cover of book
 

This title is no longer available from this publisher at this time. To let the publisher know you are interested in the title, please email bv-help@uchicago.edu.





Renaissance Self-Fashioning: From More to Shakespeare
by Stephen Greenblatt
University of Chicago Press, 1983
Cloth: 978-0-226-30653-7 | Paper: 978-0-226-30654-4
Library of Congress Classification PR429.S45G7 1980
Dewey Decimal Classification 840.9353

ABOUT THIS BOOK | TOC | REQUEST ACCESSIBLE FILE
ABOUT THIS BOOK
Renaissance Self-Fashioning is a study of sixteenth-century life and literature that spawned a new era of scholarly inquiry. Stephen Greenblatt examines the structure of selfhood as evidenced in major literary figures of the English Renaissance—More, Tyndale, Wyatt, Spenser, Marlowe, and Shakespeare—and finds that in the early modern period new questions surrounding the nature of identity heavily influenced the literature of the era. Now a classic text in literary studies, Renaissance Self-Fashioning continues to be of interest to students of the Renaissance, English literature, and the new historicist tradition, and this new edition includes a preface by the author on the book's creation and influence.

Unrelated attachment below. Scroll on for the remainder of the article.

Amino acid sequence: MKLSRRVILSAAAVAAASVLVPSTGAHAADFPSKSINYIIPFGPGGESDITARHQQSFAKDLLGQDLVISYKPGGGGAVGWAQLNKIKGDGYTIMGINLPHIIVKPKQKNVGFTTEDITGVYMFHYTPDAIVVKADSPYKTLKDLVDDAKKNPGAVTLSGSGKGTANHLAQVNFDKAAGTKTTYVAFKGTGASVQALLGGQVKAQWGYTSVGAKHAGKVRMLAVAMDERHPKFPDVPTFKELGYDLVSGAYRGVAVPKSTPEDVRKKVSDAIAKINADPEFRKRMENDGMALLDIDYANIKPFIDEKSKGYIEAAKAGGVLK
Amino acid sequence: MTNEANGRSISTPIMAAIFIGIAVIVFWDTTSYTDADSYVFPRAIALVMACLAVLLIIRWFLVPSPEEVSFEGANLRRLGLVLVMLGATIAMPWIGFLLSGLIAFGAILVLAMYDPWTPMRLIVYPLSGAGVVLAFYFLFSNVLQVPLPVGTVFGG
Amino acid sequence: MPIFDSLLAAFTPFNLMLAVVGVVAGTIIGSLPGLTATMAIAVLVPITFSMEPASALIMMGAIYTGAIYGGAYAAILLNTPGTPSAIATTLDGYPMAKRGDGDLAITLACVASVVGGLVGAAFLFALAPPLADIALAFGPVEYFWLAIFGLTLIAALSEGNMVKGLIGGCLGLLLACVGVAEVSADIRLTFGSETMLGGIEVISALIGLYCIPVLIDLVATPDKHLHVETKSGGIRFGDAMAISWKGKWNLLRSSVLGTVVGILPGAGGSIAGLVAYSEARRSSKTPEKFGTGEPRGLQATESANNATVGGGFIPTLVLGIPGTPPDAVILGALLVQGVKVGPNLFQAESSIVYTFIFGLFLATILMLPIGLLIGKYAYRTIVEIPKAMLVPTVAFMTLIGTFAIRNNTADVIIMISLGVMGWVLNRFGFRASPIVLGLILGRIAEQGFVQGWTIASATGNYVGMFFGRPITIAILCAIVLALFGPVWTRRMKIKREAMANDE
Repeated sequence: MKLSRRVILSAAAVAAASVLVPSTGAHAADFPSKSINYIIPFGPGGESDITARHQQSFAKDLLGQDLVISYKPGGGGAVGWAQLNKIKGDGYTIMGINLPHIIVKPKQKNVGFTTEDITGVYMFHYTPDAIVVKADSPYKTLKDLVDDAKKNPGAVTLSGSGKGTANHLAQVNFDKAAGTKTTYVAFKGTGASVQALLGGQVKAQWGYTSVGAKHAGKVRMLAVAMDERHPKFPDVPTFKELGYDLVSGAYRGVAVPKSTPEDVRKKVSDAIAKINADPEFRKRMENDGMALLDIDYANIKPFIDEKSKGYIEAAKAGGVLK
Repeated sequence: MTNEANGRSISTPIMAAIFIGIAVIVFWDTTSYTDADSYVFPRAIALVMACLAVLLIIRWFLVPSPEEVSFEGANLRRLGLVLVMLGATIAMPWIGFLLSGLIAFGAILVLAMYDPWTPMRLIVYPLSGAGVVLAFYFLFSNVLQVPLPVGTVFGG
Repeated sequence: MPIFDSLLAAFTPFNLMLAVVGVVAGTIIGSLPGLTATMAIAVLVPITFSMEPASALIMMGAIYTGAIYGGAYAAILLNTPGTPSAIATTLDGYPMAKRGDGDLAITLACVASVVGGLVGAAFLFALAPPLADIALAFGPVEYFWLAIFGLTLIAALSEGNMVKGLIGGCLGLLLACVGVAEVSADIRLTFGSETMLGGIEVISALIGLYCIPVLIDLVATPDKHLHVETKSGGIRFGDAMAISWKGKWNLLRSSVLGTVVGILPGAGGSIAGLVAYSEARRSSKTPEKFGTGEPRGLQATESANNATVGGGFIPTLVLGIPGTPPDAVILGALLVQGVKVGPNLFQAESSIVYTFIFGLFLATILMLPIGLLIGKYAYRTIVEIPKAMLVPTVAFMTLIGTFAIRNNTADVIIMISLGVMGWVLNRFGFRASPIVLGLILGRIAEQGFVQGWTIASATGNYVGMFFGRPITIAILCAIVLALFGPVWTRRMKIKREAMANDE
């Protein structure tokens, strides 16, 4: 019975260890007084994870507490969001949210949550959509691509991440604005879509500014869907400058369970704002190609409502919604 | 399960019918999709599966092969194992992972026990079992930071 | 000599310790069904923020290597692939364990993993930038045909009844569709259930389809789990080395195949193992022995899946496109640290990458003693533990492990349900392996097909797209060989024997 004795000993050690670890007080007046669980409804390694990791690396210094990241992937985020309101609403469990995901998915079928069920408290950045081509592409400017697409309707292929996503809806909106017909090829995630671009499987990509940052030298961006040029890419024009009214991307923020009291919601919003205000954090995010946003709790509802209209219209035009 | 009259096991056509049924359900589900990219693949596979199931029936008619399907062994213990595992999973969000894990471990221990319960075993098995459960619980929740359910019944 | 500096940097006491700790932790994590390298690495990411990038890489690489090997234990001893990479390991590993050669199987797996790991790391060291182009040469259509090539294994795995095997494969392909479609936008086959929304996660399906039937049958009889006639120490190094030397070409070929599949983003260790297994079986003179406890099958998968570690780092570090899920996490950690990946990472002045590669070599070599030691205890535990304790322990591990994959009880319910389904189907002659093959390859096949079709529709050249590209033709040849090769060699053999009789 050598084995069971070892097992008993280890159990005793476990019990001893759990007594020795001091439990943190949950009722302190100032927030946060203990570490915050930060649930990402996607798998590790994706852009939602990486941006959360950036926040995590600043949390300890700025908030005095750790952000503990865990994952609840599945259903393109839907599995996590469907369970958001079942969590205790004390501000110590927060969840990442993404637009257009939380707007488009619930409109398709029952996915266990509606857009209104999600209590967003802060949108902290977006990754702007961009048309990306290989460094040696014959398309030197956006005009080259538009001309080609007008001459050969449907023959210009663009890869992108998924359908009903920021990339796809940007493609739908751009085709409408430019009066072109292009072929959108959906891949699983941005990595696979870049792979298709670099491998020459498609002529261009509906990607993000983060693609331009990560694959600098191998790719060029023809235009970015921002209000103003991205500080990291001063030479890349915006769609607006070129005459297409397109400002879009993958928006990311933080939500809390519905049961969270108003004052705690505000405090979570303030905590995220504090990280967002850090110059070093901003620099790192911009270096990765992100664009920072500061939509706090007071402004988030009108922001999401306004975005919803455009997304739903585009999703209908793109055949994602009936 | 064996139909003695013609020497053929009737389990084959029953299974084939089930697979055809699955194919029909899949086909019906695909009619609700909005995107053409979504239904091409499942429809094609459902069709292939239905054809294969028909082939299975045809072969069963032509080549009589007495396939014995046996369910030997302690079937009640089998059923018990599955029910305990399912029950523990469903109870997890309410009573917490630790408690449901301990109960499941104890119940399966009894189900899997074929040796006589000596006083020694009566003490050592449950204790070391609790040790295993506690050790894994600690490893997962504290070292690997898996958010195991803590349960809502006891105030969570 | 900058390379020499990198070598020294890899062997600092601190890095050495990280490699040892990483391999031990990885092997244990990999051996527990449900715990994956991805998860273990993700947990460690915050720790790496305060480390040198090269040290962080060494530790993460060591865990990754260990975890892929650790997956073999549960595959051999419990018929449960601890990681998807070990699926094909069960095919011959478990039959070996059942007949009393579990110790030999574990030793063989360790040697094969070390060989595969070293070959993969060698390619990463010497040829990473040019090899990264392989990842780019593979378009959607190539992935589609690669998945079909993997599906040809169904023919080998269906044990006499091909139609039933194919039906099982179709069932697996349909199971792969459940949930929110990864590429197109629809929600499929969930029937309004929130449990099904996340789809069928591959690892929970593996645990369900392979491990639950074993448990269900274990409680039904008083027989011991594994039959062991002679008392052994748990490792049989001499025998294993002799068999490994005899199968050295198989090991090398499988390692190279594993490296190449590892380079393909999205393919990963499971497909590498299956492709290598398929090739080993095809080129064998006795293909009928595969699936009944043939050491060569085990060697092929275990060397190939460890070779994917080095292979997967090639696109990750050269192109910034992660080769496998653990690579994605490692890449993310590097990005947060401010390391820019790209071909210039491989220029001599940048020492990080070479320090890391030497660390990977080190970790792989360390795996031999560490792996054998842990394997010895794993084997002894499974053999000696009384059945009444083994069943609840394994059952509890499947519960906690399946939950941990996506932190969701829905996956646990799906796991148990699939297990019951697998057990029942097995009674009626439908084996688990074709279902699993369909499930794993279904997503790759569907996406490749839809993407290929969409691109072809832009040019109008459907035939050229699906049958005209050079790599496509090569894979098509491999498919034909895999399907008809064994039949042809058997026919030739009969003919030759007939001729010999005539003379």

"No one who has read [Greenblatt's] accounts of More, Tyndale, Wyatt, and others can fail to be moved, as well as enlightened, by an interpretive mode which is as humane and sympathetic as it is analytical. These portraits are poignantly, subtly, and minutely rendered in a beautifully lucid prose alive in every sentence to the ambivalences and complexities of its subjects."—Harry Berger Jr., University of California, Santa Cruz

See other books on: 1564-1616 | Early modern, 1500-1700 | French | Shakespeare | Shakespeare, William
See other titles from University of Chicago Press

Reference metadata exposed for Zotero via unAPI.